A simple way to find out if a piece of code is executed is to insert a log statement. However, what do you do when there are multiple entry points to the piece of code and you suspect only some of them are still used? You would really like to know which code paths are exercising the functionality so that you can prune the obsolete references.

A simple and clever way accomplish this is by inserting the following commons logging statement:

When the suspect code is encountered, a log message will result along with a stack trace. The stack trace will let you know the code path used to arrive at the log statement!

Saturday, October 20, 2012

Nobody Knows How to Make a Pencil

Courtesy Julian Colton, Wikimedia Commons

No single person knows how to make an object as simple as the common pencil.

It's true.

Leonard Read is well known for this observation in his economic essay, 'I, Pencil'. In it, he describes the specialized knowledge required to make this deceptively simple looking object.

How to Make a Pencil

At a minimum, you need to know about:

  • Growing Cedar Trees
  • Harvesting Trees
  • Milling Lumber
  • Manufacturing a Tint for the Milled Lumber
  • Mining and Refining Graphite
  • Manufacturing Glue
  • Manufacturing Lacquer
  • Mining and Refining Zinc and Copper into Metal Sheets for the Collar
  • Growing and Refining Castor Beans for the Eraser

Clearly, no single person could possibly know how to make a pencil!

How to Make Software

Consider the field of software development. The typical development project involves working with customers, analysts, managers, software engineers, QA engineers, network engineers, dba's, sys admins, etc.

We each play our part in the process of making software. As in the pencil example, one person simply cannot perform all of these activities with a high degree of skill. We need solid relationships with others in order to accomplish the end goal of releasing high quality software. If we are to succeed, good relationships are imperative.

Lobotomy Victims

Recently, a Pidgin bug ticket made the rounds because it was titled 'SSL Support appears to have been written by a lobotomy victim'. While a lot of people got a good chuckle out of it, it was a demeaning ticket that sought to elevate the author at the expense of somebody who likely dedicated their spare time to the development of the software (it should be noted that the author was chided in the ticket and the title of the ticket has since been revised).

Sadly, it is not uncommon to see this type of behavior within our community. Why do so many of us insist on disparaging others? Why do some insist on elevating themselves at the expense of others instead of collaborating to make us all better engineers? How can we expect to be successful if we alienate others and ruin our relationships with the very people we need to help make our version of a pencil?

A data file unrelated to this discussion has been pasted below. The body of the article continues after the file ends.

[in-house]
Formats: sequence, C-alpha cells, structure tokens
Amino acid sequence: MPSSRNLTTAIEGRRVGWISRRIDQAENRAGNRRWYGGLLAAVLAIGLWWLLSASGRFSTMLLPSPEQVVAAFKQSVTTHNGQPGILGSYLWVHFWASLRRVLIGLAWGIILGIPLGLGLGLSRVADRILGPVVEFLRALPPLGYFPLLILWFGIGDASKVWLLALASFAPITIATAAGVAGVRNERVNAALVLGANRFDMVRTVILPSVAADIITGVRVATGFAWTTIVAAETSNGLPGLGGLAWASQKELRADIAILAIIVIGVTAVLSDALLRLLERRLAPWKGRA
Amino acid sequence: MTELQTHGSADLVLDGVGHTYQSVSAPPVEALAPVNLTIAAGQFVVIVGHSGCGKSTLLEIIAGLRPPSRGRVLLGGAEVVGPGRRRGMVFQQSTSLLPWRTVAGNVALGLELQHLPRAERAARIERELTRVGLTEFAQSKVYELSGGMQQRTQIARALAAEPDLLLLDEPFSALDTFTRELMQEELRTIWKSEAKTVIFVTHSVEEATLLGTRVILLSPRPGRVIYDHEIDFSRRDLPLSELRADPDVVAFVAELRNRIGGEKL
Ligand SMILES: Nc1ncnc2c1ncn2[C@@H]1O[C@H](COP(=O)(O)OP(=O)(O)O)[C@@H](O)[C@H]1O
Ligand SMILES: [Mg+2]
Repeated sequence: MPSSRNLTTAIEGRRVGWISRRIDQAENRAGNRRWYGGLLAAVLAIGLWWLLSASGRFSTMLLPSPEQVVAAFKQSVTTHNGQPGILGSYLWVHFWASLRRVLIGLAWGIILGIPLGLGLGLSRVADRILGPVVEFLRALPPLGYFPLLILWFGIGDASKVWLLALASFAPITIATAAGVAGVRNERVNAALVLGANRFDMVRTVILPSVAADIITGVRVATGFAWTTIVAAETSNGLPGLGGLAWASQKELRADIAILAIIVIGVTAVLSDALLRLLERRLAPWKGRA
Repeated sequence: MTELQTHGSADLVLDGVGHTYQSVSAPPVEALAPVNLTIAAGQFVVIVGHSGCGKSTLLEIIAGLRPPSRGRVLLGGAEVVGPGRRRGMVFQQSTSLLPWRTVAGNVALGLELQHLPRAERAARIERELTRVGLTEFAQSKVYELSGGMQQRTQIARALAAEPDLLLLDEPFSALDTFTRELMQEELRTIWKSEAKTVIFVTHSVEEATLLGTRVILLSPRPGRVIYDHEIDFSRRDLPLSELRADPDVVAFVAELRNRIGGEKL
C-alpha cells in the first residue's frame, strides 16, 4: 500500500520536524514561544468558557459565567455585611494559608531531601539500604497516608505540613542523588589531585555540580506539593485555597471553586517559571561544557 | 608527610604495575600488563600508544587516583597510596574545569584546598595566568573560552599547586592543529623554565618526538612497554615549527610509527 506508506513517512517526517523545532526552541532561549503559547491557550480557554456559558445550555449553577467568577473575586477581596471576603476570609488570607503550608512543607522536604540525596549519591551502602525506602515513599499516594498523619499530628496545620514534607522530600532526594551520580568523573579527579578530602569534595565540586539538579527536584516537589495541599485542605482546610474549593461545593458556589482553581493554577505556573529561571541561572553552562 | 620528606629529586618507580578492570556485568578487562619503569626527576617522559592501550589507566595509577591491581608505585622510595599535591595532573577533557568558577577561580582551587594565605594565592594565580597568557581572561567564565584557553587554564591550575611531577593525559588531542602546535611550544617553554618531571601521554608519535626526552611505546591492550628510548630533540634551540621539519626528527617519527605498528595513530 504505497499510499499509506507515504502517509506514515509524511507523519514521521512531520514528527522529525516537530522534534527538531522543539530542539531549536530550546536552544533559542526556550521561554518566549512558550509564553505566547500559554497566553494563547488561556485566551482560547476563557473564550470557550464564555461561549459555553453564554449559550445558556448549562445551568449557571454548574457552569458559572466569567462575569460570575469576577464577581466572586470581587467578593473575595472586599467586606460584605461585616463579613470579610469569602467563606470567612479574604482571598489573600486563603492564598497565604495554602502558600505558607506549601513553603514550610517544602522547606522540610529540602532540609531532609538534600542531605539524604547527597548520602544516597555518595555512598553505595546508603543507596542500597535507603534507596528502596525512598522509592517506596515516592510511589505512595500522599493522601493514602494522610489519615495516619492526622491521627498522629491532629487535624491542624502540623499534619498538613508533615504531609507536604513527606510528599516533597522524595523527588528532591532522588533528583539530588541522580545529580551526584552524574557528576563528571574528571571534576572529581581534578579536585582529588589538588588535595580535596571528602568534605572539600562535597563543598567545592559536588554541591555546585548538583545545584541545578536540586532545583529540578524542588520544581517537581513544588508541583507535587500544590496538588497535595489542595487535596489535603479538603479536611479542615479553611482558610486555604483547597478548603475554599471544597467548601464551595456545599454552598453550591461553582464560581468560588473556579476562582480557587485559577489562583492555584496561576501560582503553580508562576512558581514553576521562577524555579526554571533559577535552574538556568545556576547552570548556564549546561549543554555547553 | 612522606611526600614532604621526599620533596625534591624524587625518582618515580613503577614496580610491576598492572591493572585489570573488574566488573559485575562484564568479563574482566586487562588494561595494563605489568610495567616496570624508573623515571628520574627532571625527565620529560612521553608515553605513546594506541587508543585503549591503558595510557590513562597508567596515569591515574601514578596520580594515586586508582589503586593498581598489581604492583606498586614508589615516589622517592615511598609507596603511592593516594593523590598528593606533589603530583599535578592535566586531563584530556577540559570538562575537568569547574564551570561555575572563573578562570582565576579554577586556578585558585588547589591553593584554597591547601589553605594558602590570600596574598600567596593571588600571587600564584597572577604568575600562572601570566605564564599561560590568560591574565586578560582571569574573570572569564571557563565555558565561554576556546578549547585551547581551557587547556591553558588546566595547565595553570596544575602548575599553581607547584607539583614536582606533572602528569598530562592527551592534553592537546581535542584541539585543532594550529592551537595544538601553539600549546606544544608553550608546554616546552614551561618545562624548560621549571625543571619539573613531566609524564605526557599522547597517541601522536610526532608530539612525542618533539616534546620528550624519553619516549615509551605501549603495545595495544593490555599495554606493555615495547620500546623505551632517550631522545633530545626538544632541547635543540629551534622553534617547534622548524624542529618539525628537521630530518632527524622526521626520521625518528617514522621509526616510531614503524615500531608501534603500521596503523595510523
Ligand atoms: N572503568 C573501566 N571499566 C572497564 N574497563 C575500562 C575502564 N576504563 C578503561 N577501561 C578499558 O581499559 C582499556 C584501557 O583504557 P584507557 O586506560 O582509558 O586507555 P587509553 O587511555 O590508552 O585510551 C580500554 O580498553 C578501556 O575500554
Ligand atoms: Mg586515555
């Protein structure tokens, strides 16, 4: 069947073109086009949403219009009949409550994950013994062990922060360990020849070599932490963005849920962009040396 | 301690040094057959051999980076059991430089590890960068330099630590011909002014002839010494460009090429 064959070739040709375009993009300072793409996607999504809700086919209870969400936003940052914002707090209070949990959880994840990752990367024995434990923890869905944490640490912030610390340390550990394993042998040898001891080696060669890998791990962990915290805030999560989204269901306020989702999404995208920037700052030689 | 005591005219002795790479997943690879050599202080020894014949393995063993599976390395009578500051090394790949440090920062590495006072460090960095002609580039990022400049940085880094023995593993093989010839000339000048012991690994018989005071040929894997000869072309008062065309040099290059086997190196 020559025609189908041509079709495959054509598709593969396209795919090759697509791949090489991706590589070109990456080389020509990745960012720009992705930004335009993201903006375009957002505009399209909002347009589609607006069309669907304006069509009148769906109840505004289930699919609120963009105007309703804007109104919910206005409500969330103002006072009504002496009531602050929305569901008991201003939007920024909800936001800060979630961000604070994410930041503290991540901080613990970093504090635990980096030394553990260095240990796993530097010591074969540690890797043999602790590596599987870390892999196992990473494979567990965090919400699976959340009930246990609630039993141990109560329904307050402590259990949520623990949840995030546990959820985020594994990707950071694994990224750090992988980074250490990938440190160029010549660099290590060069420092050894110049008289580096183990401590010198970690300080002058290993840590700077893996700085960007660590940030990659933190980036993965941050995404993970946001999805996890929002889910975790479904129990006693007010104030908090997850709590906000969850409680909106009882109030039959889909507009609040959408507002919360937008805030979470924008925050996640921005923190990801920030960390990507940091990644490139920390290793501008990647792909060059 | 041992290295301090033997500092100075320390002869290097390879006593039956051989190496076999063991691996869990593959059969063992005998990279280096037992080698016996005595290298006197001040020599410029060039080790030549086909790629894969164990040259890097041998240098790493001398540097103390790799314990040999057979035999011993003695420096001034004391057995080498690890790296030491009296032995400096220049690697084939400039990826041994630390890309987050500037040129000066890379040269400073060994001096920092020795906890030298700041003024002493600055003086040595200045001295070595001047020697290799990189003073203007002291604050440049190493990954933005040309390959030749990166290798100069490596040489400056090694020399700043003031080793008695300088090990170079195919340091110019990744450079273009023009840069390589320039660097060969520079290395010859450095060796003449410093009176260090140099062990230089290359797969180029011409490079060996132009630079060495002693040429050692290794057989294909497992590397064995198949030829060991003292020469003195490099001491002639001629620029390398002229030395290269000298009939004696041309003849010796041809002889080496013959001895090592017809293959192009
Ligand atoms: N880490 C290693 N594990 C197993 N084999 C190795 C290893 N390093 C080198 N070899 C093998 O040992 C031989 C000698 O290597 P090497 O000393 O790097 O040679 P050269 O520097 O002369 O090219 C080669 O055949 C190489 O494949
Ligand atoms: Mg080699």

Community over Code

There's a notion of 'Community over Code' that a lot of open source projects adhere to. It's not a new notion but it was new to me until I encountered this post recently — it's spot on. The relationship part of what we do is much more important than the technical part.

In short, it's all about community. If we want to succeed, we must value our interpersonal relationships above all else. You can't do this alone. Nobody knows how to make a pencil.

Wednesday, September 12, 2012

How the Bystander Effect is Ruining Your Code

Source: Abu Badali, CC 2.5, via wikimedia

In 1964, for thirty-five long minutes, thirty-eight citizens of a respectable Queens neighborhood watched as a twenty-eight year old woman named Kitty Genovese was brutally raped and murdered. Not one person phoned for help.

The Bystander Effect

This story illustrates an unfortunate property of 'The Bystander Effect': The probability that somebody will render assistance decreases as the number of people increases.

As software engineers, we see the bystander effect in action every day. If your codebase is of any reasonable size and age, you are likely to have problems such as lack of encapsulation/separation of concerns, complex (or just plain wrong) class hierarchies, methods that are so long that they read like a chapter in the latest Stephen King novel, untested code, broken tests — and nobody does anything about it.

Causes

The root of the issue is lack of ownership. We assume that somebody else will fix the problem. In the case of our codebase, we may be apathetic because "it's not my mess". That's the problem with us software engineers: we don't want to fix problems caused by other engineers. The attitude of "it's not my mess" prevails.

Oh, but is it ever your mess.

Negative Externalities

Economists speak of something called 'Externalities'. That's a fancy way of saying that person A gets the benefits of something and person B pays for some or all of the cost. As person B, you will eventually need to modify that horrible class that person A wrote. You'll wish it were better designed. You'll wish you had functioning tests. You'll end up doing more work just to make a simple change. Your boss will wonder why you can't perform a simple task in a timely manner. You pay the cost for somebody else's poor decisions — that's a negative externality.

A Culture of Ownership